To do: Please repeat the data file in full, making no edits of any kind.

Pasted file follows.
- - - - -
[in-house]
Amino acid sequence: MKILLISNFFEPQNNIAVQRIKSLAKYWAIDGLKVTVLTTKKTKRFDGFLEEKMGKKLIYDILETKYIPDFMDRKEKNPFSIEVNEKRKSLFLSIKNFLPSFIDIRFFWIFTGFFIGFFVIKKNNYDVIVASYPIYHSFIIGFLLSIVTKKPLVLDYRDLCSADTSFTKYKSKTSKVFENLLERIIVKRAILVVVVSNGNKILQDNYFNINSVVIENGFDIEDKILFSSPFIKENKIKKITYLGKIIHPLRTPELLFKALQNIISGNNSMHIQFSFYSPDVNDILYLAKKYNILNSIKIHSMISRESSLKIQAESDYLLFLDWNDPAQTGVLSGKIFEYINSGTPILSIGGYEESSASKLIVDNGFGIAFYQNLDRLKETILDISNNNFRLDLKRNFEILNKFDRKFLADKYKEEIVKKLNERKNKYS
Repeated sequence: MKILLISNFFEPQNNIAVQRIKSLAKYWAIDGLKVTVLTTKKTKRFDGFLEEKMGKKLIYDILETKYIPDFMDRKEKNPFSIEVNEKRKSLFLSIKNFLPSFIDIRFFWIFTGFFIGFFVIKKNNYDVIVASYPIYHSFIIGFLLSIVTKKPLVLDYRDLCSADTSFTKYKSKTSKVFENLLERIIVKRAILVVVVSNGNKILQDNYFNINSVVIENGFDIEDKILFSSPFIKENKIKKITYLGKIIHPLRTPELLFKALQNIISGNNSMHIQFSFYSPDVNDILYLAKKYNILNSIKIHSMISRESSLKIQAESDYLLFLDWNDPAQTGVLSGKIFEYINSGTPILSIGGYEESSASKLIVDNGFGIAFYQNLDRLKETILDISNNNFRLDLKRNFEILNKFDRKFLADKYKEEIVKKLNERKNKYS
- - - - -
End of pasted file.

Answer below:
[in-house]
Amino acid sequence: MKILLISNFFEPQNNIAVQRIKSLAKYWAIDGLKVTVLTTKKTKRFDGFLEEKMGKKLIYDILETKYIPDFMDRKEKNPFSIEVNEKRKSLFLSIKNFLPSFIDIRFFWIFTGFFIGFFVIKKNNYDVIVASYPIYHSFIIGFLLSIVTKKPLVLDYRDLCSADTSFTKYKSKTSKVFENLLERIIVKRAILVVVVSNGNKILQDNYFNINSVVIENGFDIEDKILFSSPFIKENKIKKITYLGKIIHPLRTPELLFKALQNIISGNNSMHIQFSFYSPDVNDILYLAKKYNILNSIKIHSMISRESSLKIQAESDYLLFLDWNDPAQTGVLSGKIFEYINSGTPILSIGGYEESSASKLIVDNGFGIAFYQNLDRLKETILDISNNNFRLDLKRNFEILNKFDRKFLADKYKEEIVKKLNERKNKYS
Repeated sequence: MKILLISNFFEPQNNIAVQRIKSLAKYWAIDGLKVTVLTTKKTKRFDGFLEEKMGKKLIYDILETKYIPDFMDRKEKNPFSIEVNEKRKSLFLSIKNFLPSFIDIRFFWIFTGFFIGFFVIKKNNYDVIVASYPIYHSFIIGFLLSIVTKKPLVLDYRDLCSADTSFTKYKSKTSKVFENLLERIIVKRAILVVVVSNGNKILQDNYFNINSVVIENGFDIEDKILFSSPFIKENKIKKITYLGKIIHPLRTPELLFKALQNIISGNNSMHIQFSFYSPDVNDILYLAKKYNILNSIKIHSMISRESSLKIQAESDYLLFLDWNDPAQTGVLSGKIFEYINSGTPILSIGGYEESSASKLIVDNGFGIAFYQNLDRLKETILDISNNNFRLDLKRNFEILNKFDRKFLADKYKEEIVKKLNERKNKYS